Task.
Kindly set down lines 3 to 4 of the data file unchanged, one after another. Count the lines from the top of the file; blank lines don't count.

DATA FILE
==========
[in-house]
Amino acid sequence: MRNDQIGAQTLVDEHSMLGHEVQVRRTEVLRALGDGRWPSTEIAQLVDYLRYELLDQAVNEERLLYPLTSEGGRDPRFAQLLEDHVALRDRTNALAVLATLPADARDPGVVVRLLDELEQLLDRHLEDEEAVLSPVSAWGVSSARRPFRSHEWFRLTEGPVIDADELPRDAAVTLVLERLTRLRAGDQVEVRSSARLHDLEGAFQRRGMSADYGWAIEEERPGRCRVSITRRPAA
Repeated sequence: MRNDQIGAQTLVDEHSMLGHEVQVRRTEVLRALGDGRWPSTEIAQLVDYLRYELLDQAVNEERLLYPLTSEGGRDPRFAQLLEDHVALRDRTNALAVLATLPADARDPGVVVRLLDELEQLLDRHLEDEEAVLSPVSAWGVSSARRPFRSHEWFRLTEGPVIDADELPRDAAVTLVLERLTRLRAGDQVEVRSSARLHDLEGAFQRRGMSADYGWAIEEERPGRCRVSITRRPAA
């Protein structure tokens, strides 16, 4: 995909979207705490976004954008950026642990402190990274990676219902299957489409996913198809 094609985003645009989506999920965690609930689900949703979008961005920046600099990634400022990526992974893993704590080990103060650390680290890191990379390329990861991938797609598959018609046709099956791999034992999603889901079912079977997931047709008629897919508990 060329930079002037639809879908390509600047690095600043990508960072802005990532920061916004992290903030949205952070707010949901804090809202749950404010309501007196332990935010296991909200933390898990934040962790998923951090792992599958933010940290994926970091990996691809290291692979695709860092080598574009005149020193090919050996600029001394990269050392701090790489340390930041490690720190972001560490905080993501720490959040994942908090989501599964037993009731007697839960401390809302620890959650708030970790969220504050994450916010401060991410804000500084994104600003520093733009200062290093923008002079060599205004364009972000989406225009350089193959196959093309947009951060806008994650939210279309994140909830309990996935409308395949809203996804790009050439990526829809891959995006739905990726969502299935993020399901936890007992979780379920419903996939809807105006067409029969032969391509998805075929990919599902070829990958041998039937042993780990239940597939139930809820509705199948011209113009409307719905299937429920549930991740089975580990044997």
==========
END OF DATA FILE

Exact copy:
Repeated sequence: MRNDQIGAQTLVDEHSMLGHEVQVRRTEVLRALGDGRWPSTEIAQLVDYLRYELLDQAVNEERLLYPLTSEGGRDPRFAQLLEDHVALRDRTNALAVLATLPADARDPGVVVRLLDELEQLLDRHLEDEEAVLSPVSAWGVSSARRPFRSHEWFRLTEGPVIDADELPRDAAVTLVLERLTRLRAGDQVEVRSSARLHDLEGAFQRRGMSADYGWAIEEERPGRCRVSITRRPAA
């Protein structure tokens, strides 16, 4: 995909979207705490976004954008950026642990402190990274990676219902299957489409996913198809 094609985003645009989506999920965690609930689900949703979008961005920046600099990634400022990526992974893993704590080990103060650390680290890191990379390329990861991938797609598959018609046709099956791999034992999603889901079912079977997931047709008629897919508990 060329930079002037639809879908390509600047690095600043990508960072802005990532920061916004992290903030949205952070707010949901804090809202749950404010309501007196332990935010296991909200933390898990934040962790998923951090792992599958933010940290994926970091990996691809290291692979695709860092080598574009005149020193090919050996600029001394990269050392701090790489340390930041490690720190972001560490905080993501720490959040994942908090989501599964037993009731007697839960401390809302620890959650708030970790969220504050994450916010401060991410804000500084994104600003520093733009200062290093923008002079060599205004364009972000989406225009350089193959196959093309947009951060806008994650939210279309994140909830309990996935409308395949809203996804790009050439990526829809891959995006739905990726969502299935993020399901936890007992979780379920419903996939809807105006067409029969032969391509998805075929990919599902070829990958041998039937042993780990239940597939139930809820509705199948011209113009409307719905299937429920549930991740089975580990044997």